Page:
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The Lowdown Hub

‘We cannot vote or get jobs’: the plight of 300,000 Zimbabweans without documents Amnesty is calling

Winnet Zhamini, centre, flanked by her sisters Dudzai, left, and Fela. Their father was from Malawi, and their mother died without arranging their documents. Photographs: Nyasha Chingono

At 45, Philimon Mashava has never had a bank account or a phone in his name.

He has never had a birth certificate and, without documents, Mashava’s stateless existence has meant him missing out on school and countless job opportunities, as employers want some form of identification.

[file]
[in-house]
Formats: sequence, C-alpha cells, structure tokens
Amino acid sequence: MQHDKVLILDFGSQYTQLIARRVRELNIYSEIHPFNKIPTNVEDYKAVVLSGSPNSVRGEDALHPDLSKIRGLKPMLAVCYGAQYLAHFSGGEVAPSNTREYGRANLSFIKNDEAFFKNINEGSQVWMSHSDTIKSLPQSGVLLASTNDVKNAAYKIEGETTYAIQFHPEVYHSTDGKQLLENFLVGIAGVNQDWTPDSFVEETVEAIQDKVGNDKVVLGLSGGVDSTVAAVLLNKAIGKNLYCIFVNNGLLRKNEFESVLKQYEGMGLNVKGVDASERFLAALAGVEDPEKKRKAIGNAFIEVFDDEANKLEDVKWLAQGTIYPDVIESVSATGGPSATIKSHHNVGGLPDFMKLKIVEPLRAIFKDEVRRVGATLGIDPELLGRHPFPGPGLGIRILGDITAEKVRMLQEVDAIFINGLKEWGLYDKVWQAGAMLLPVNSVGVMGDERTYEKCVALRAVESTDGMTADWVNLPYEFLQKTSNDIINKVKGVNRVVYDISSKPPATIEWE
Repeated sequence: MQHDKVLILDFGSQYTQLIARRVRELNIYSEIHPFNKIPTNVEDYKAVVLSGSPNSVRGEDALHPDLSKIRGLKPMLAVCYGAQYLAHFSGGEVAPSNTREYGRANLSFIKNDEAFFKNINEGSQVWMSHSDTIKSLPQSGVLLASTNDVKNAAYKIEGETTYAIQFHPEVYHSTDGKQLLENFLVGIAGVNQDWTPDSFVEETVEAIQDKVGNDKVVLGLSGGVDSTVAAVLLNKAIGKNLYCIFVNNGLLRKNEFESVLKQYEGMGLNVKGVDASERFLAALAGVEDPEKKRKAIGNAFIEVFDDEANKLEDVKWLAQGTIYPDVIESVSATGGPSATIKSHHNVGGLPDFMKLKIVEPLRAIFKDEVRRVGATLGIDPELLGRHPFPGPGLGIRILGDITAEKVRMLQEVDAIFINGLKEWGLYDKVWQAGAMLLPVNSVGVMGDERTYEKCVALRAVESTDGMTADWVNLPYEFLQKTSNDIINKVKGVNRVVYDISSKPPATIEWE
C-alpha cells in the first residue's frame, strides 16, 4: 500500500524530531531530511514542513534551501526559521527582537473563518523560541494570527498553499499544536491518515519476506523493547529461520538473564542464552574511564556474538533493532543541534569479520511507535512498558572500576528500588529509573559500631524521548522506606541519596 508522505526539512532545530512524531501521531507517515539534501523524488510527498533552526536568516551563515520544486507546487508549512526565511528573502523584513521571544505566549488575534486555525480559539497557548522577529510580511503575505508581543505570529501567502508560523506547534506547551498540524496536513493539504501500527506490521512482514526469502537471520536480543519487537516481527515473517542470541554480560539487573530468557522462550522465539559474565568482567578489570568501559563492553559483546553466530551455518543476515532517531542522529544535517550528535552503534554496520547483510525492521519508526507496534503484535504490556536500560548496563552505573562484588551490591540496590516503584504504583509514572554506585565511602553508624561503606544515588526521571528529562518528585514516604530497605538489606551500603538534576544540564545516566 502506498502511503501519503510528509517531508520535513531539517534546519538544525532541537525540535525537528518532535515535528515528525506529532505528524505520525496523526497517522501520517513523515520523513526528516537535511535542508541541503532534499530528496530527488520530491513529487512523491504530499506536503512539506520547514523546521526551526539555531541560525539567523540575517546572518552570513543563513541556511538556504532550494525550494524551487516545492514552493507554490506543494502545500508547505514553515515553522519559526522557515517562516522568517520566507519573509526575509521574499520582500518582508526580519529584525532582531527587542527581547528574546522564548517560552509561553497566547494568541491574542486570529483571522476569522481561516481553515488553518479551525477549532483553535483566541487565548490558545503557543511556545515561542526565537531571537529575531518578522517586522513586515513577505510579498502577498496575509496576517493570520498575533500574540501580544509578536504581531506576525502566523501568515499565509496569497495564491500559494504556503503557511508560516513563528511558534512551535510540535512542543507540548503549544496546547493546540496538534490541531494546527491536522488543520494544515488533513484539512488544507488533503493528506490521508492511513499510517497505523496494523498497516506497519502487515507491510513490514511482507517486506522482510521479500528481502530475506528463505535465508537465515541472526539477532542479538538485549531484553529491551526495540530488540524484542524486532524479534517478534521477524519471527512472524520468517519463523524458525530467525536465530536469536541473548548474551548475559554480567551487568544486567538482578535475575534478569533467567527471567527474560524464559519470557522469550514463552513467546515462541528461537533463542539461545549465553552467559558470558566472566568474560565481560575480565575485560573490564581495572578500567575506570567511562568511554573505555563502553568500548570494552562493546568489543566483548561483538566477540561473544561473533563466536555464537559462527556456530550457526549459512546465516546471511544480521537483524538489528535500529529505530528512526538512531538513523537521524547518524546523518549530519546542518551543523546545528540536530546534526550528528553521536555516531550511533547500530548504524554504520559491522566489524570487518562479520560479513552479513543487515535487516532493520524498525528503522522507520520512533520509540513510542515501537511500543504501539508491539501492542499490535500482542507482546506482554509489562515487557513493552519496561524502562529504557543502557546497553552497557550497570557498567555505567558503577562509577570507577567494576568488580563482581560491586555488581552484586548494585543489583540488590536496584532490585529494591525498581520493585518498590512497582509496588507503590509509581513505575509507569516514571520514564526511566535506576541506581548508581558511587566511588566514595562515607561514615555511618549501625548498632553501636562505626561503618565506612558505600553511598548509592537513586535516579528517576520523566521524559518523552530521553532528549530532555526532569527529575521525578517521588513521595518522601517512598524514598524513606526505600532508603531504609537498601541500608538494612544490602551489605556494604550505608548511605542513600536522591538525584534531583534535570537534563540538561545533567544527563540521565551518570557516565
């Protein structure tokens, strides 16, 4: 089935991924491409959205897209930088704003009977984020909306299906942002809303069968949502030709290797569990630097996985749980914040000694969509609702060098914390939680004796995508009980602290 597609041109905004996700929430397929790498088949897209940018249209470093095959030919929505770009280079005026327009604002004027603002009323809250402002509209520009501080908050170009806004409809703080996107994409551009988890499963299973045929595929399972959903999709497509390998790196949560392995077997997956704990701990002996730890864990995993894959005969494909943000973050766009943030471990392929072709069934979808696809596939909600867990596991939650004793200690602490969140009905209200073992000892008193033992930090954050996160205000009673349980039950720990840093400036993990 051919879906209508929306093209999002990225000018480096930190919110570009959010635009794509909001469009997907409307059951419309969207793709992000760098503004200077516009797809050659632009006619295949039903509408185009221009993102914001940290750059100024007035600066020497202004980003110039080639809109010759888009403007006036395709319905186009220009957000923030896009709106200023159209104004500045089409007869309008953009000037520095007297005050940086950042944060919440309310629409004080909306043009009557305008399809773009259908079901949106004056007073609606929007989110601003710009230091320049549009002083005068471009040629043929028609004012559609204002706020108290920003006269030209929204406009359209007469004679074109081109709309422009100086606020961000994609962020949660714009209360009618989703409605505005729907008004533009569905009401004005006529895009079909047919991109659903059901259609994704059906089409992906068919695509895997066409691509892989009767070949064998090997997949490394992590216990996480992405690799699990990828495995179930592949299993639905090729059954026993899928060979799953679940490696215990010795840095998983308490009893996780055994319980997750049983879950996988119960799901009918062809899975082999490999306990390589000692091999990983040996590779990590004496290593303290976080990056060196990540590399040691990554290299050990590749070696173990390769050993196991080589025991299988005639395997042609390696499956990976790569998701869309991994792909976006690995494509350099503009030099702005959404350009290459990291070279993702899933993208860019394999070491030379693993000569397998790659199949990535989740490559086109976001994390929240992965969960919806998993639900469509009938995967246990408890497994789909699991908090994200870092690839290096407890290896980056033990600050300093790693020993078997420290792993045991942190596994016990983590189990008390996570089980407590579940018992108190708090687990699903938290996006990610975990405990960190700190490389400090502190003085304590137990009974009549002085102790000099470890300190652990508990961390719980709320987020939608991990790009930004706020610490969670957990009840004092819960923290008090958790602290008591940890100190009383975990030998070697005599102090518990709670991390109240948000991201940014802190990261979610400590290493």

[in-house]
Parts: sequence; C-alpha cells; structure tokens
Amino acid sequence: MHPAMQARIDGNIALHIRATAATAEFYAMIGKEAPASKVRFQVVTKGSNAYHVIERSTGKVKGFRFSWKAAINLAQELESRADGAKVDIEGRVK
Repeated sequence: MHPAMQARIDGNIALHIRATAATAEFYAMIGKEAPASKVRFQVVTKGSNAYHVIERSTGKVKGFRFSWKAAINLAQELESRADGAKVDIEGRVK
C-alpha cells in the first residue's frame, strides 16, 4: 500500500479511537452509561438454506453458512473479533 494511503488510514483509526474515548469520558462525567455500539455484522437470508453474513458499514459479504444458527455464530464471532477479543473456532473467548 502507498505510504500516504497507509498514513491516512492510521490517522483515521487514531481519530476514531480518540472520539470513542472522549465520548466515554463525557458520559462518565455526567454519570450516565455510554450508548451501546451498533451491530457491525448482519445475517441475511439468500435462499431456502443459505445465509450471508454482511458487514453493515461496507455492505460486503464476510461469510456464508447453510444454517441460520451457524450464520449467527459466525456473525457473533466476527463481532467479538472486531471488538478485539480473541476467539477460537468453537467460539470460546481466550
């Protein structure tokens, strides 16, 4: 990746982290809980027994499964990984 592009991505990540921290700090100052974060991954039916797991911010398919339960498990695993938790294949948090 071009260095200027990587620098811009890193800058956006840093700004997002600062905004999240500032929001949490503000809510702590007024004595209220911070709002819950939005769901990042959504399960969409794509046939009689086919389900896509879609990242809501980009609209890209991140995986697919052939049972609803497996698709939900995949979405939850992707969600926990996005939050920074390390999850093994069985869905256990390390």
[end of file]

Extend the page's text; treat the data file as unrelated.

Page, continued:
Being locked out of citizenship in the southern African country is an issue for an estimated 300,000 Zimbabweans, according to Amnesty International.

Mashava has survived by street trading. Born in Chipinge to a Mozambican father who returned home and a Zimbabwean mother who died young, his five children are on track to inherit his statelessness.

“Getting an ID has always been tough because my father’s relatives are in Mozambique and there is no way of getting in contact with them. No one knows exactly where they are,” Mashava says from his home in Hopley, six miles (10km) from the centre of the capital, Harare.

Philimon Mashava and his children do not have official documents. He cannot trace his relatives to help him with the process